In the second of a two-part article, our mechanical engineer covers the basics of electric power steering.
Assistance is provided by an electric motor mounted on the steering column or steering rack.
MOTORCAR manufacturers have been moving away from hydraulically assisted steering. Initially, the belt-driven pump was replaced by an electric motor-driven one. This reduced weight and engine power consumption because there was no longer a need for the crankshaft to drive a pump. But the oil tank and hydraulic piping network remained. In the most modern version of power-assisted steering, there is no hydraulic oil pressure to speak of. Assistance is provided solely by an electric motor mounted on the steering column or steering rack, depending on the car’s make and model.
Logically, the direct mechanical coupling between the motor and the steering mechanism should mean lucid response and undiminished feel. The reality, however, is not so simple. The electric motor receives electronic signals from the steering wheel and has to convert these into proportional electrical inputs to the motor. This is a FEATURE TECH STORY SHREEJIT CHANGAROTH complicated aff air that requires clever software management. It has taken a while for the technology to be developed properly, but it hasn’t taken as long as the industry’s first consumer applications of hydraulic power-assisted steering.
Today’s purely electrical assistance for steering systems is said to have attained the responsiveness, precision and sensation of the best traditional hydraulic power steering systems. In fact, according to my Torque colleague, Dr Andre Lam, the electric steering of Porsche’s newest 911 GT3 RS is inexplicably superior to the hydraulic steering of his own previous-generation 911 GT3 RS. Perhaps the most fascinating evolution in steering control is Nissan’s steer-by-wire Direct Adaptive Steering (DAS), installed in the Infiniti Q50. Contrary to its name, the system has taken away any direct link between the steering wheel and the front axle.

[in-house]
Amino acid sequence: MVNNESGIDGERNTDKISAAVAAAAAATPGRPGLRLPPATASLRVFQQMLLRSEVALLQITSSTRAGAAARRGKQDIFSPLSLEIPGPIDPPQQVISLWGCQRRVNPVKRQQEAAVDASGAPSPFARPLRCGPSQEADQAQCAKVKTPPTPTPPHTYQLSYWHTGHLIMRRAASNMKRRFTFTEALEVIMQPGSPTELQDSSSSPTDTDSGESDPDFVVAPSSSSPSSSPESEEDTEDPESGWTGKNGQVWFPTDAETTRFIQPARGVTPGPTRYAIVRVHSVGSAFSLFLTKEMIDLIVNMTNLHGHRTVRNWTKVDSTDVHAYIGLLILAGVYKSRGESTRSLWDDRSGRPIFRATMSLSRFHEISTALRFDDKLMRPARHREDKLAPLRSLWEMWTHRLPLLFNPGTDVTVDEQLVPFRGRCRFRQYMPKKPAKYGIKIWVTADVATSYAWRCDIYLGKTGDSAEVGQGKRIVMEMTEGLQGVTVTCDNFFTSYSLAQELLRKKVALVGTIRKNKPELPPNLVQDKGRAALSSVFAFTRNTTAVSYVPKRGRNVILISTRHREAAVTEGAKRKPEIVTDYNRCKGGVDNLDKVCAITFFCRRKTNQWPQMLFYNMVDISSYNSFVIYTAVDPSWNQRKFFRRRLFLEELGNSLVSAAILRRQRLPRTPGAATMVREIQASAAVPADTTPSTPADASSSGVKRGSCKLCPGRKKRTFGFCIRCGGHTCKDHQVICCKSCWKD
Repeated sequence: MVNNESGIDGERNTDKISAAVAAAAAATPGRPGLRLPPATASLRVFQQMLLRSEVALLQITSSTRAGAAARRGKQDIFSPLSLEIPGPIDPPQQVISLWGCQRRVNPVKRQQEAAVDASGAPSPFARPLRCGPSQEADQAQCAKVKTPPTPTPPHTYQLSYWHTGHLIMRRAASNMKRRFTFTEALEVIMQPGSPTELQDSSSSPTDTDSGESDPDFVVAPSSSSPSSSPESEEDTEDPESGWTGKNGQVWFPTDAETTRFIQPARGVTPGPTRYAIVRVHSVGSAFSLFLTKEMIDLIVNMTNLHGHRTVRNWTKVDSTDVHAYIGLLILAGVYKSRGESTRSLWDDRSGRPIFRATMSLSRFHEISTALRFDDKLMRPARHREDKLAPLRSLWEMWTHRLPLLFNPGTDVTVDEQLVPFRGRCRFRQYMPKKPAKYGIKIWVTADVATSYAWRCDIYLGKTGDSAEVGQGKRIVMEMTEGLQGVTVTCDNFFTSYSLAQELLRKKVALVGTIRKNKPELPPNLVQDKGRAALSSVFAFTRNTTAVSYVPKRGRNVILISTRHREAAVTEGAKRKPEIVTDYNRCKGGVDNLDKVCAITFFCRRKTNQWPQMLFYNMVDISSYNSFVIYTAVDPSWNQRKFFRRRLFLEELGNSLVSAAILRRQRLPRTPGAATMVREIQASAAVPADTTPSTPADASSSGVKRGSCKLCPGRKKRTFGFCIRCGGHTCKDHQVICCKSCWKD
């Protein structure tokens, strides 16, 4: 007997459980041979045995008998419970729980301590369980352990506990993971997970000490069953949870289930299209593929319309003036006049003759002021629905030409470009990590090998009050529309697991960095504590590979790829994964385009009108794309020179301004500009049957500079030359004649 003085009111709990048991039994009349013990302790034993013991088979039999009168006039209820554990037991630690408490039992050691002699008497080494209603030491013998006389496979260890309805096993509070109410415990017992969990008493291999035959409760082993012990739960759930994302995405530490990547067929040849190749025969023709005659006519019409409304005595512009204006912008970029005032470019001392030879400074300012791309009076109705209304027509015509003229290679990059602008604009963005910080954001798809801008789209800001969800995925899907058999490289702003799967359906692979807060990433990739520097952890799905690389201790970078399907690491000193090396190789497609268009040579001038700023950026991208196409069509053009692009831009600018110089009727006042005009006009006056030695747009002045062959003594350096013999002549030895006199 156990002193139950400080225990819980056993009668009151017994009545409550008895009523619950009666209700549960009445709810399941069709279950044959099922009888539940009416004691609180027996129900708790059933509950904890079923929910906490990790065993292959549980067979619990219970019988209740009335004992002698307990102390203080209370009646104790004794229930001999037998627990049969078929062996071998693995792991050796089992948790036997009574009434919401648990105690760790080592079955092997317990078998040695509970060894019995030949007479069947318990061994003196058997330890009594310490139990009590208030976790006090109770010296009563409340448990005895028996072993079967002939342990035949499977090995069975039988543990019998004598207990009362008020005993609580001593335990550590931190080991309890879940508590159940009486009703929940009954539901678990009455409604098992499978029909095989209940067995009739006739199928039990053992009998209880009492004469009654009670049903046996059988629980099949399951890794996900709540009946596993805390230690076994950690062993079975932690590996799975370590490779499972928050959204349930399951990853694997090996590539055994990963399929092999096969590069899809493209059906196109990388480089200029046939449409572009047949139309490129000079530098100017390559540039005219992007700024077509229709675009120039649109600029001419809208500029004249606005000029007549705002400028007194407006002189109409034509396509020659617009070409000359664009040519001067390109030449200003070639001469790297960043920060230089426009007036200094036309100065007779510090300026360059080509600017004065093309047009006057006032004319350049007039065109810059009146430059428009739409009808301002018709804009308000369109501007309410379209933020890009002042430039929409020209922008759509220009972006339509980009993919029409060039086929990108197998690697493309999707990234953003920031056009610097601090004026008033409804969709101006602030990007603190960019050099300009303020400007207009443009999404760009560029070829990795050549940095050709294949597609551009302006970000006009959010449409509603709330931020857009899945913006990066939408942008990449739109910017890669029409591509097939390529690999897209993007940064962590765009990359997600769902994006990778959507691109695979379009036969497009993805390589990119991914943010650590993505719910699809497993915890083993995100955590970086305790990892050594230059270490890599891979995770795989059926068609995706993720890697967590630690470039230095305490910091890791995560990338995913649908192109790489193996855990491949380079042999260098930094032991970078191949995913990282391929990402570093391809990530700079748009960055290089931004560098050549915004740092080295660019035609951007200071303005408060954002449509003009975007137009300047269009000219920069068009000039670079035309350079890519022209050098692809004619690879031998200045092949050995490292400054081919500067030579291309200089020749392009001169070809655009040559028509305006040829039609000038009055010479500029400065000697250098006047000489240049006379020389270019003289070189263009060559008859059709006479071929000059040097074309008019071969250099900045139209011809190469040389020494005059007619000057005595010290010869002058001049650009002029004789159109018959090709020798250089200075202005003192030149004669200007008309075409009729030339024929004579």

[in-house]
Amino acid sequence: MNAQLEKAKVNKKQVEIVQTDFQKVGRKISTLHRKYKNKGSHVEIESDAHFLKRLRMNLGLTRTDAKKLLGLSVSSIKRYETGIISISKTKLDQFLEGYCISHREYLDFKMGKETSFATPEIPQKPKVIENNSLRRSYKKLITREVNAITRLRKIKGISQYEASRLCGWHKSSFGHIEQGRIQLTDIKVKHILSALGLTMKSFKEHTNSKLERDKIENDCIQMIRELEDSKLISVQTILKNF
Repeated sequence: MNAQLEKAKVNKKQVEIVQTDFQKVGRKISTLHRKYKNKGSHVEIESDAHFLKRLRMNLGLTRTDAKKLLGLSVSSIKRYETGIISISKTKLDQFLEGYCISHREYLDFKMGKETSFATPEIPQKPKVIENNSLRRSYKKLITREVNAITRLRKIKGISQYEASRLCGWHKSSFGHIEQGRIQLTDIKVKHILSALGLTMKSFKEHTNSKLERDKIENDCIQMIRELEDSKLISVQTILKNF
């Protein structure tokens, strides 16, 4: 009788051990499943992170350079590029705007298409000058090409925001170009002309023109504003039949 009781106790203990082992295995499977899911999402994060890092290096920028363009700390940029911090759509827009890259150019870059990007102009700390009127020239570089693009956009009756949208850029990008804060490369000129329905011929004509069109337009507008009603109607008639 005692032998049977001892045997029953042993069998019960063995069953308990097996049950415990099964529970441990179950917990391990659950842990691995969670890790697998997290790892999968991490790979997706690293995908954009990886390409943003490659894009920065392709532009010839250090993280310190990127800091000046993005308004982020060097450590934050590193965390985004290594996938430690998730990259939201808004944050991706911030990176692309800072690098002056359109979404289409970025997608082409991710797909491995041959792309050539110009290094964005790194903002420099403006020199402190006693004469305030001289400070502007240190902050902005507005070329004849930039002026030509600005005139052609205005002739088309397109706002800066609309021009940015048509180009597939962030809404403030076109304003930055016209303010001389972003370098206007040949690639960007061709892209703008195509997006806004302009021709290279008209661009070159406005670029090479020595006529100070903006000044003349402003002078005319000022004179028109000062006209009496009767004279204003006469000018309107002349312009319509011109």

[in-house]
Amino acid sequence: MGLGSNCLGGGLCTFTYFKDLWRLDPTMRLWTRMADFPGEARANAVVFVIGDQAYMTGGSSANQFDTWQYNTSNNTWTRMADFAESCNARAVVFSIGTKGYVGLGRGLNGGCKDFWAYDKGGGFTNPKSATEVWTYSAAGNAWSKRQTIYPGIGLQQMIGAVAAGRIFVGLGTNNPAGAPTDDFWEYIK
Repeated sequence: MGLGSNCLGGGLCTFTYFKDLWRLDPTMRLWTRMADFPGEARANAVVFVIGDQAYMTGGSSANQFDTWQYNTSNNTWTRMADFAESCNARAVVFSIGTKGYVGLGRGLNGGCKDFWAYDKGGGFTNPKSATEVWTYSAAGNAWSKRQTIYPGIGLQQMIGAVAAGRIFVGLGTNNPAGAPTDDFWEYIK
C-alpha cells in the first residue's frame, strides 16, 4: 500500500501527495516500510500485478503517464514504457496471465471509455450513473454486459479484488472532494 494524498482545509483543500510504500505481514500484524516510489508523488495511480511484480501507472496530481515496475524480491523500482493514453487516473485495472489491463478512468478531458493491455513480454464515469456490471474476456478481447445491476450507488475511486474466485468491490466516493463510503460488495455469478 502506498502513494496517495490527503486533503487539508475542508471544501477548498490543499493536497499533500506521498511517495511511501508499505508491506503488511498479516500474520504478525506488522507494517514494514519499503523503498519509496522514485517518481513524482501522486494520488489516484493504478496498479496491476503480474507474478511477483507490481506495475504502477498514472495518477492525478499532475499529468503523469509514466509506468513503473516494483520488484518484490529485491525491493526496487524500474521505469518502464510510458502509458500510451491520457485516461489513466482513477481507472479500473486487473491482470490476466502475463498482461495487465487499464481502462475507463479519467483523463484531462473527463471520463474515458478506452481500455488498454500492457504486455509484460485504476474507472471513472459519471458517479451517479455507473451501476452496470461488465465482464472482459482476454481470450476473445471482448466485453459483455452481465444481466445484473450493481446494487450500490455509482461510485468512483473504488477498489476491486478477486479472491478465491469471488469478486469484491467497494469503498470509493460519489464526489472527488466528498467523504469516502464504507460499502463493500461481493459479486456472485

Infiniti's Direct Adaptive Steering is a stateof- the-art steer-by-wire system with “Playstation” implications.
An electronic control unit, with two backup ECUs, measures a plethora of dynamic parameters and reacts in milliseconds to activate the high-speed electric motor that continuously traverses the steering rack. This is “Playstation” in real life, on the road. What the driver does with the steering is interpreted by the electronic sensors and the information is sent to the ECU. In response, the ECU commands the steering motor to drive the steering rack in the desired direction and at the intended speed. That is how it works in theory, but DAS is far more sophisticated in practice.
Since there is no direct mechanical connection, the ECU is able to control the wheel angle independent of the steering wheel. Therefore, road inconsistencies that would require the driver to make minor corrections with the wheel are handled by the steering motor, resulting in significantly reduced eff ort by the person behind the wheel. Serious surface irregularities that cause tramlining, or strong crosswinds, or varying inclinations, these influence the direction treaded by the front tyres. DAS is able to counter these by making precise corrections on the go, while at the same time providing the driver with the necessary feel and feedback.
Theoretically, the system could be designed to take charge in extreme situations to correct understeer or oversteer – vehicular behaviour that the average driver is probably incapable of correcting. So, what happens if DAS fails? Well, the “safety” is an actual mechanical link, and the steer-by-wire mode requires a clutch to decouple the steering shaft before full electronic control can take over. Nissan/Infiniti’s Direct Adaptive Steering is the first of its kind and the latest development in electric power steering.